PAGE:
We took them down to what now looked like the 3 witches scene from Macbeth.

"Double, double toil and trouble; Fire burn and cauldron bubble."

Yep. Just a bunch of theatre people making trouble.


The firefighters opened all the doors of the theatre, but by this point the fog had risen from the basement to the lobby to the auditorium to the balcony to the office. Every smoke detector was going off in the building.


I sent the actors outside. The noise was loud enough to trigger a migraine, and the fog smell was so thick, it couldn’t be good to breathe too much in.

The executive director was still on the phone with the alarm system people answering security questions: “What was your great grandmother’s middle name? Can you spell that?”

Neither she nor the fire fighters could override the alarms to turn them off since the fog was still in the building.


Now I understood why the theatre required I have insurance. Dear God, please do not let the sprinklers go off.

An hour ticked by, and they finally got the alarms shut off when the fog cleared. It was just an hour, but I could feel myself aging.

The rest of rehearsal went smoothly. My cast really are troupers. They used the time we had and when I went to bed that night, it wasn’t lines I was worried about. Should we, could we use the fog machine at all? Did we dare? It really is a pretty cool effect, but was it worth risking setting off the alarms? The fire fighters cautioned that if we turned them off, someone would need to stand “Fire Watch.”

Insomnia visited.

Opening Day

After the night before, opening day was a piece of cake. I put the finishing touches on the program, printed it on paper I’d scored for free – it’s yellow, tying in nicely with the Yellow Wallpaper theme.

All I needed to do was take a shower and get dressed. We were ready to share the efforts of two and a half years of research, writing, and rehearsing.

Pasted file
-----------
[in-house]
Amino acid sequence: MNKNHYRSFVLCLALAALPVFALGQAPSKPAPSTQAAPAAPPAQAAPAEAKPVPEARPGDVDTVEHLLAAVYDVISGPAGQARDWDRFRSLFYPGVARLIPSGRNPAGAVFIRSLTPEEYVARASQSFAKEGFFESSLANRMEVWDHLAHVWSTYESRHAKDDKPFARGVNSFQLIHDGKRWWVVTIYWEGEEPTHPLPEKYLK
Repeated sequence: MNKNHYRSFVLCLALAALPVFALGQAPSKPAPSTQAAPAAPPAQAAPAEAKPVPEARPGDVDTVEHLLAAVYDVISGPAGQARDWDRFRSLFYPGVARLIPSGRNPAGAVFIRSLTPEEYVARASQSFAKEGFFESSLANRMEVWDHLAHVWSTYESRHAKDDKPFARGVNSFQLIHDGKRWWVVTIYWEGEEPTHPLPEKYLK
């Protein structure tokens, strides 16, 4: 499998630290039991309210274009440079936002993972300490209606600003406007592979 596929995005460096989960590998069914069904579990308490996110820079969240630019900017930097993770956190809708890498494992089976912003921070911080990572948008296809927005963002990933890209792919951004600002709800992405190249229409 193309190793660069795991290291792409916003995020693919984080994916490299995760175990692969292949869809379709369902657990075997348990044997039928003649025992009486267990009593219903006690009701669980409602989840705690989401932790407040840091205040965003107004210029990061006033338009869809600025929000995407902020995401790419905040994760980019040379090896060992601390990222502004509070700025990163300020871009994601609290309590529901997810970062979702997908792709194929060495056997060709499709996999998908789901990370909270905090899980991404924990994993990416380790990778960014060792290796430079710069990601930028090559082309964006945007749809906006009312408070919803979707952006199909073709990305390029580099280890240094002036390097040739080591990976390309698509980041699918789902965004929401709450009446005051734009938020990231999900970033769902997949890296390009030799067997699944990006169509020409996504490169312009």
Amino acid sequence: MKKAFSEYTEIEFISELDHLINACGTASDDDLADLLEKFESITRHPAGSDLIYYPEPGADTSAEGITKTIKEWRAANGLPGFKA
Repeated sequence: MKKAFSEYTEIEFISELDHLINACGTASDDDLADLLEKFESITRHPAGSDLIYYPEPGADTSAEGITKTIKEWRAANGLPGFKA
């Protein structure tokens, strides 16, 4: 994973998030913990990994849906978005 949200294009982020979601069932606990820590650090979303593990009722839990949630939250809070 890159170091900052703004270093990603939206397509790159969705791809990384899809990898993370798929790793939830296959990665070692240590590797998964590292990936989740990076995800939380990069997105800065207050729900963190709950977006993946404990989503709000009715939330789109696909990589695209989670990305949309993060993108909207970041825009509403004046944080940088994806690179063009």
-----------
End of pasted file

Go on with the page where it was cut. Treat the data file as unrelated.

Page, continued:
Audience in Joan of Arc Room, May 12

The Show

Retail Therapy: 700 years of mental health care looks like I imagined. This incredible cast and crew manifested what was in my brain and made it so much better. The set (Eric Castle, Caiden Kirby-Gable, Hannah Lindstrom, Heidi Lamb-Castle), the lights and video (David Kuznicki), and copious sound effects (Owen Skroch) beautifully support the story we are telling.

I hit the casting jackpot with my cast of 4 (Ashley Fredricksen, Walter Criswell, Hannah Diers, and Nicole Quam) playing more than 20 roles. Everyone brought their “A” game, and I couldn’t be more pleased with them.

And then there is my amazing stage manager, Jace Erickson, who keeps everything running smoothly. Originally, I'd hoped he’d be in the show, but he has been invaluable in his role as stage manager. This show would not be what it is without him.


No show is complete until you have an audience, and our numbers have been up and down. We’re averaging around 20 and can squeeze in 30, so that’s not so bad. The producer in me doesn’t love that. But some of the people who have attended seem moved by the story and responsive. There was some beautiful post-show sharing on Friday that I will never forget. I’ll take that. I’ll take all of it.

So, to completely exhaust the metaphor – did we serve up a tasty meal?

Well, the answer to that is subjective, of course, but my response is – YES! Will I continue to adjust the recipe? Most definitely.

Developing a new play has many steps. From first draft to second and third to table read to rehearsals to premiere – it changes. Having an audience see the play reveals things to me, as the playwright, that I could not have known any other way. I plan to keep noodling around the ending, the flow of the scenes, seeing where I can tighten, considering if there’s anything I need to add.

It’s a journey, and that journey includes unforeseen curves and glorious discoveries, and sometimes – fog. Copious amounts of fog.

Final shows on Wednesday through Friday (no show Saturday) and closing on Sunday. Please reserve:

Writing prompt: I forgot about turning off the alarms for the fog. Do you recall a time when you were minding so many moving parts of a project but you forgot the one detail that derailed everything, if only briefly?


bottom of page